I understand that many believe that it is government's duty to provide the "necessities" of life (an altogether too fluid term, I might add, and really should be well defined if one is interested in fruitful discussion), but I do not think that this is a position that can be supported by Scripture. If you were to make the argument that Christians, either as individuals or corporately, should play some sort of role in caring for their neighbor, then you might have Scriptural support for that (depending on what sort of "role" is being espoused).

To put things in context, the line about "hypocrite" comes from the observation that many who argue in favor of gov't health care use the specific line about being glad to pay more taxes to achieve this goal. Yet, as I pointed out, they're not currently taking the initiative to do the thing they're so keen to make obligatory. (I have never met anyone who paid so much as a penny more in taxes than they are obligated by law to pay. Well, okay - maybe a dollar more, if they round all their figures.)

I have lived (short-term) in a nanny-state, and fortunately I did not need to go to the doctor. I did have elderly relatives, though, that were dependent upon gov't health, and the wait times for even simple things was atrocious. Gov't health is not all it's cracked up to be. As is pointed out here, a report on Obamacare's (House version) indicates that:

"*After 10 years under the new regime, 23 million Americans would still be without insurance;

"*The bill cuts $570 billion from Medicare; and

"*The bill does not stop the exploding cost of health care.

"In a nutshell, Obamacare uses massive new tax hikes and massive cuts to Medicare to give health benefits to some of the currently uninsured, but does nothing to contain health costs. The Democrats spin on this devastating report cannot conceal that Obamacare fails every test of genuine "reform." It is being pushed solely for political reasons, primarily to expand the size and reach of government and with it the public sector employee unions that power so much of the Democratic Party machinery."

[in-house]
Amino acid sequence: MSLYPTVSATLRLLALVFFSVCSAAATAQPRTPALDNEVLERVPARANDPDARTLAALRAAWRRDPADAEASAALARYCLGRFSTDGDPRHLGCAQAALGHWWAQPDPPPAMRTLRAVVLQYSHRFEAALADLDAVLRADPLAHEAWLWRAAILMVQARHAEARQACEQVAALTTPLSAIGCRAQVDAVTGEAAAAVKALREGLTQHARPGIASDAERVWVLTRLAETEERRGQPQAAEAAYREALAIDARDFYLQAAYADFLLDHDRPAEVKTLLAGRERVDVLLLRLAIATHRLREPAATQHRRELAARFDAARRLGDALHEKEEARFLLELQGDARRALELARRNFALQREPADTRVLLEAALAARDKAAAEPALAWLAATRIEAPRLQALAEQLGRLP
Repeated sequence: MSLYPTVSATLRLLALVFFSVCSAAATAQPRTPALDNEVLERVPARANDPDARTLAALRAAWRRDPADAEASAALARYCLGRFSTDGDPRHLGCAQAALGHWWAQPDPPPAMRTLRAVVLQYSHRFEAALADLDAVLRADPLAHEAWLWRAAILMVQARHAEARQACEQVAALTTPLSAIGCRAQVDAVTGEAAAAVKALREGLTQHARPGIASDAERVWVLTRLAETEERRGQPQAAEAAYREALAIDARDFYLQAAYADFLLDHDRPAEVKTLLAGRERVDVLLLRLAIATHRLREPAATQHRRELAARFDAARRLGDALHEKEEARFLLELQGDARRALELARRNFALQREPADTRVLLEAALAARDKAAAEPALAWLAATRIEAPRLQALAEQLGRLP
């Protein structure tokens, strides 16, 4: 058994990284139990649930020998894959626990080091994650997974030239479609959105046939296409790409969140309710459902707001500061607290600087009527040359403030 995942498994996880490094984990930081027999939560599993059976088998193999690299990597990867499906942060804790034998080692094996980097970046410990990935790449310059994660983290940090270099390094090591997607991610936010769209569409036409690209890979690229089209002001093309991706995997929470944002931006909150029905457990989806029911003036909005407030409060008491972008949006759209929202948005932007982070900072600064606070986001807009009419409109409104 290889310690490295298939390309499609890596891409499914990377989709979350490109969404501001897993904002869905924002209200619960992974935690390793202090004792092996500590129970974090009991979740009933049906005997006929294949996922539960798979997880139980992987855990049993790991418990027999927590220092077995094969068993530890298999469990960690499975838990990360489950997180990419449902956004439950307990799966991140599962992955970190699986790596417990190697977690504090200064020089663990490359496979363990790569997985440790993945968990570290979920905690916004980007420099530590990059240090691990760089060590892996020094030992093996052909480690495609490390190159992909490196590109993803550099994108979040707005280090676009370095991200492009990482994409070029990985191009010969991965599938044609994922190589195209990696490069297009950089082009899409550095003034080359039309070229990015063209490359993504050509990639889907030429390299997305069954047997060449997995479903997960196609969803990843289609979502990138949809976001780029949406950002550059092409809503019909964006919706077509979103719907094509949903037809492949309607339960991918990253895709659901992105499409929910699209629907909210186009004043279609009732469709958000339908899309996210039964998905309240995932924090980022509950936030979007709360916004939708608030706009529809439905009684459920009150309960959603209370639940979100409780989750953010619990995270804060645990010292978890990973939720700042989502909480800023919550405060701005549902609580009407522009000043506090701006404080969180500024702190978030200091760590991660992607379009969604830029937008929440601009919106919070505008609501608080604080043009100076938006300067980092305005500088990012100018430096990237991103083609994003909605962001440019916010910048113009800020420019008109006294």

That, my friend, is why so many of us American do not want gov't health care. If it were a matter of reform and helping the truly needy, that would be one thing. But it isn't - it's about gov't control.

The picture you reference is one I found on the 'net somewhere (I forgot exactly where). It's a 19th century painting of the island where my grandfather was born.

I hope you'll come back and visit, even if we don't see eye-to-eye on some things :)

unkle e said...

Dear Wordsmith,

Thanks for your response.

I have no wish to debate the merits of the current healthcare proposals in the US. In Australia, universal health care has been a success and is now supported by almost all Australians, albeit with some difficulties and differences of opinion, but I am not familiar with your proposals.

My concern was with your very general accusations and the strong language you used to criticise people who think differently to you. Calling people liars and hypocrites may not be accurate (it is certainly not accurate in my case) and is contrary to the Bible's teaching that we should "always be prepared to give an answer to everyone who asks you to give the reason for the hope that you have, but do this with gentleness and respect".

I notice that you were much more polite to me when addressing me personally, than in your blog post. So I thought I'd suggest you think of the individuals who hold beliefs you want to criticise, and remember God loves them too. By all means disagree, but in a kindly manner.

Best wishes.